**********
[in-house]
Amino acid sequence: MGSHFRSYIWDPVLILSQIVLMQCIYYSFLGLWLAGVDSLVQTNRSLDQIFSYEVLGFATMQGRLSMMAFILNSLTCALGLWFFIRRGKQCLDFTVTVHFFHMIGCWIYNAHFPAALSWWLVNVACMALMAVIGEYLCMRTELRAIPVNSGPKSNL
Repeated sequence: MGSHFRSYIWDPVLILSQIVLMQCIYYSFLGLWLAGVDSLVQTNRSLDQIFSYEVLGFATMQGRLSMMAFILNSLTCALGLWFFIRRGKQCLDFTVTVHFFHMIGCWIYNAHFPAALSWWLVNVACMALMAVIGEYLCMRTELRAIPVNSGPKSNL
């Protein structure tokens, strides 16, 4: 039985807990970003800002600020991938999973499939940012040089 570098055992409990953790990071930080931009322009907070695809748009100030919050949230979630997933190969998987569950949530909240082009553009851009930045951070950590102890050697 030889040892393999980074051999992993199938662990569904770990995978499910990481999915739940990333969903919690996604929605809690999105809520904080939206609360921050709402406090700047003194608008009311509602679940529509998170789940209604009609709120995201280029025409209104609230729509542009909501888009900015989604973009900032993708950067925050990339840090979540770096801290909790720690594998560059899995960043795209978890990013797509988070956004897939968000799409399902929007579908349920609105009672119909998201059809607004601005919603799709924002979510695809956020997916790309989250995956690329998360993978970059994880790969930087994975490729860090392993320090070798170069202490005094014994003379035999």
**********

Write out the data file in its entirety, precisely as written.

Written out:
[in-house]
Amino acid sequence: MGSHFRSYIWDPVLILSQIVLMQCIYYSFLGLWLAGVDSLVQTNRSLDQIFSYEVLGFATMQGRLSMMAFILNSLTCALGLWFFIRRGKQCLDFTVTVHFFHMIGCWIYNAHFPAALSWWLVNVACMALMAVIGEYLCMRTELRAIPVNSGPKSNL
Repeated sequence: MGSHFRSYIWDPVLILSQIVLMQCIYYSFLGLWLAGVDSLVQTNRSLDQIFSYEVLGFATMQGRLSMMAFILNSLTCALGLWFFIRRGKQCLDFTVTVHFFHMIGCWIYNAHFPAALSWWLVNVACMALMAVIGEYLCMRTELRAIPVNSGPKSNL
């Protein structure tokens, strides 16, 4: 039985807990970003800002600020991938999973499939940012040089 570098055992409990953790990071930080931009322009907070695809748009100030919050949230979630997933190969998987569950949530909240082009553009851009930045951070950590102890050697 030889040892393999980074051999992993199938662990569904770990995978499910990481999915739940990333969903919690996604929605809690999105809520904080939206609360921050709402406090700047003194608008009311509602679940529509998170789940209604009609709120995201280029025409209104609230729509542009909501888009900015989604973009900032993708950067925050990339840090979540770096801290909790720690594998560059899995960043795209978890990013797509988070956004897939968000799409399902929007579908349920609105009672119909998201059809607004601005919603799709924002979510695809956020997916790309989250995956690329998360993978970059994880790969930087994975490729860090392993320090070798170069202490005094014994003379035999």